Joanna Taylor is currently a laboratory coordinator for University of Idaho-Idaho Falls. She is the lab lead of the Analytical Chemistry Laboratory and MaCS and is a major contributor in CAES Operations and ES&H organizations. Joanna received her M.S. in Waste Management and Environmental Science from Idaho State University in 2003. Her research area has been investigating remediation of metals contaminants in aquifers using in-situ ureolytic organisms. She has extensive experience with ICP-MS, IC, and TOC.
M.S. Materials Science and Engineering, Boise State University, 2010
B.Eng. Chemical Engineering, Prince of Songkla (Thailand), 1998
Jatu Burns is currently a Research Associate in the Materials Science & Engineering Department (MSE) at Boise State University (BSU); and she is the instrument lead for the SEM (JSM 6610LLV) , FIB (Quanta 3D FEG), and nanoindentation system (Hysitron Ti950) in the Microscopy and Characterization Suite (MaCS) at the Center for Advanced Energy Studies (CAES).
Jatu joined CAES as a research associate in July 2010 performing SEM, EBSD, EDS, CL analysis, FIB, micro indentation hardness testing and sample preparation for FIB and SEM. She collaborates on projects involving mechanical properties and microstructural evolution of oxide dispersive strengthened (ODS) alloys joined by solid-state welding, friction-stirred welding and pressure-resistant welding and on microstructure of sintered ODS alloys using SEM, EBSD and EDS to determine grain size, grain boundary character, chemical distribution, and phases assemblages.
In 2010, Jatu received her M.S. in Materials Science and Engineering from Boise State University. Her M.S. research was high-temperature fatigue crack growth behavior and microstructural evolution in alloy 230. SEM and EBSD were used to determine grain orientation, grain size, grain aspect ratio, grain boundary characters (high- and low-angle boundaries and CSL boundaries), grain misorientation, texture and plastic deformation near the crack tip. Before joining Boise State University, Jatu worked as a chemical engineer in the R&D department at SEIKO Instruments (Thailand) for 6 years and as a chemical engineer in electroplating processes at Furukawa Precision (Thailand) for almost 2 years. Jatu has significant experience with microscopes, mechanical testing systems, and analytical techniques including light microscopy, SEM, mechanical testing, gas chromatography, mass spectrometry, Fourier transform spectroscopy, ion chromatography, and atomic absorption.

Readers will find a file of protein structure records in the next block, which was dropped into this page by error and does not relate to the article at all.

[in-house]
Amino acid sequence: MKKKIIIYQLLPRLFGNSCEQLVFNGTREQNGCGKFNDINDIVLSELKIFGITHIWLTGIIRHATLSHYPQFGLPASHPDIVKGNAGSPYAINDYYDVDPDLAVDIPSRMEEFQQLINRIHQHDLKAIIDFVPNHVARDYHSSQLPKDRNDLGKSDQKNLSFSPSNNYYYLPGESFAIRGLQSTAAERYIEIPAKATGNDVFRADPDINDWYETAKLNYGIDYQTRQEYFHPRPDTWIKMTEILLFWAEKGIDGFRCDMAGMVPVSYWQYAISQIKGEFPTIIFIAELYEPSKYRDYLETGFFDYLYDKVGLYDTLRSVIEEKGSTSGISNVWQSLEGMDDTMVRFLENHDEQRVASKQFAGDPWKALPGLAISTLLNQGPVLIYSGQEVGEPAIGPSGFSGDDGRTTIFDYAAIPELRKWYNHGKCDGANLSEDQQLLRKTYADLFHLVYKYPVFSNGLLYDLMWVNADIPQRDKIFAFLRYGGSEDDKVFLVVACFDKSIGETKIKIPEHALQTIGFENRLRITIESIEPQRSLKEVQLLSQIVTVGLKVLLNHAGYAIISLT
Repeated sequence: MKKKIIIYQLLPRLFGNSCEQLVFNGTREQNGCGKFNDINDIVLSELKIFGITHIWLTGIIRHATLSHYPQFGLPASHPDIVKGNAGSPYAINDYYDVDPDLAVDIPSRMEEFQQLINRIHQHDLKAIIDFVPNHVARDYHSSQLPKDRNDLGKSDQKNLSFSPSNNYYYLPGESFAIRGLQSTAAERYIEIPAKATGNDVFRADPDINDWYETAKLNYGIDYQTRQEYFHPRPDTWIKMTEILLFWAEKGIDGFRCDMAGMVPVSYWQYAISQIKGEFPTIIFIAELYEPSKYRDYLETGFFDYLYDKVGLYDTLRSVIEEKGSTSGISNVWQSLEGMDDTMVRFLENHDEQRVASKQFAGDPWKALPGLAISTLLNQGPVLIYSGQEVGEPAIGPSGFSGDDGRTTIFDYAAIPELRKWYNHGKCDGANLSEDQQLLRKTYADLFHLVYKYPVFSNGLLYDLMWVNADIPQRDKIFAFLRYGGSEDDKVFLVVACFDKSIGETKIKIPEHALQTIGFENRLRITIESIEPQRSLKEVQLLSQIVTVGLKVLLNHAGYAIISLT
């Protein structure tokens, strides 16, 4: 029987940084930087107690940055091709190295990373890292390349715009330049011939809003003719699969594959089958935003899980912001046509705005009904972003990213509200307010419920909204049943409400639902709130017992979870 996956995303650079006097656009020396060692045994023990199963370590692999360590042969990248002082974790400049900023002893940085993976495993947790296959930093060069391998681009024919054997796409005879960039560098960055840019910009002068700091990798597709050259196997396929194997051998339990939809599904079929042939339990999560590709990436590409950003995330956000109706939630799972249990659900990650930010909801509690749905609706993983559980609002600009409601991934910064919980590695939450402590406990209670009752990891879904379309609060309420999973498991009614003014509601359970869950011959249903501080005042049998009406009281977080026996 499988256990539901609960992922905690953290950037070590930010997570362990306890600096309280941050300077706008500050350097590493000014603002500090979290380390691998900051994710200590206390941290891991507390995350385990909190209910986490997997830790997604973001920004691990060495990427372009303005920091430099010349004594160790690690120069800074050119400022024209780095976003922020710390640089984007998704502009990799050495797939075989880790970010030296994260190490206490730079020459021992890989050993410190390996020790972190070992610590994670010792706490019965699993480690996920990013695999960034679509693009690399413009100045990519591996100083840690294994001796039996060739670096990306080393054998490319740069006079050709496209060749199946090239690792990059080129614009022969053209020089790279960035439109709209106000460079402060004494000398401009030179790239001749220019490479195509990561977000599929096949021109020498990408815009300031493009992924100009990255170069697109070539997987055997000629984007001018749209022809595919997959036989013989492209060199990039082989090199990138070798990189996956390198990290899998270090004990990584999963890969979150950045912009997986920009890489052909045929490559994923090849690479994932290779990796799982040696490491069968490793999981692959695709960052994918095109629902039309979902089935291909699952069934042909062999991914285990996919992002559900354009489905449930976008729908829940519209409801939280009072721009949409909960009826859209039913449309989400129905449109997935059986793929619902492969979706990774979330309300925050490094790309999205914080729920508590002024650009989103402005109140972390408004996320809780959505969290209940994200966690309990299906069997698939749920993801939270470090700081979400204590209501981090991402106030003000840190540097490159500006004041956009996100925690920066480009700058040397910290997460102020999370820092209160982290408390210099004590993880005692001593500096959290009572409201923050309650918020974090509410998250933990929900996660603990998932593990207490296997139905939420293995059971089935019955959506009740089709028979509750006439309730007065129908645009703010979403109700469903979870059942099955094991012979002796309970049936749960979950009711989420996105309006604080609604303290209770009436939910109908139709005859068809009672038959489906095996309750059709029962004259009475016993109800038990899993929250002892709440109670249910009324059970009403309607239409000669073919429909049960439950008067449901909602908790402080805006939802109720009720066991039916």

Ph.D Materials Science and Engineering, Institute of Metal Research, Chinese Academy of Sciences, China, 2000
B.S. Materials Science, Shenyang Polytechnic University, Shenyang, P. R. China, 1993
Yaqiao (Y. Q.) Wu is currently a Research Associate Professor in the Materials Science & Engineering Department (MSE) at Boise State University (BSU), and he is the instrument lead for the TEM (Tecnai TF30-FEG STwin) and atom probe (LEAP 4000X HR) in the Materials and Characterization Suite (MaCS) at Center for Advanced Energy Studies (CAES) in Idaho Falls, ID.
Dr. Wu received his Ph. D. in Materials Science and Engineering from the Institute of Metal Research, Chinese Academy of Sciences, China, in 2000. By utilizing the high-resolution transmission electron microscopy (HRTEM) technique, his Ph. D. research on the structural evolution of single-crystal silicon upon indentation revealed micro-plastic fracture behavior along the propagation direction of the Si crack tip and revealed the amorphization of silicon under the indentation on an atomic scale. He was a joint-training Ph.D. student member of the atom probe group at the National Institute for Materials Sciences (NIMS) at Tsukuba, Japan from 1998 to 1999, where he studied the microalloying effect in _-Fe/Nd2Fe14B-based exchange-spring nanocomposite magnets by using a combinational TEM and atom probe tomography (APT) techniques. He received the Special Award of the President Scholarship from the Chinese Academy of Sciences in 1999 for this research. From 2000 to 2002, Dr. Wu continued his studies on exchange-spring nanocomposite magnets at NIMS as a Science and Technology Agency (STA) Fellow. Between 2002 - 2011 he held several positions at Ames Laboratory, where he was mainly engaged in designing nanocrystalline magnetic alloys and performing chemical and structural analysis at the atomic level. By again utilizing TEM and APT techniques, his research revealed the behaviors and effects of various microalloying elements in rare-earth (RE) and non-RE based magnetic alloy systems for future alloy design and applications. As a postdoctoral research associate, his research on the local order in the icosahedral Cd84Yb16 quasicrystalline phase was awarded the "Outstanding Poster Award" at the 2003 MRS Fall meeting in Boston. In 2006, Dr. Wu became a permanent staff member (Assistant Scientist) in Ames Laboratory. He joined Boise State in his current position in August 2011.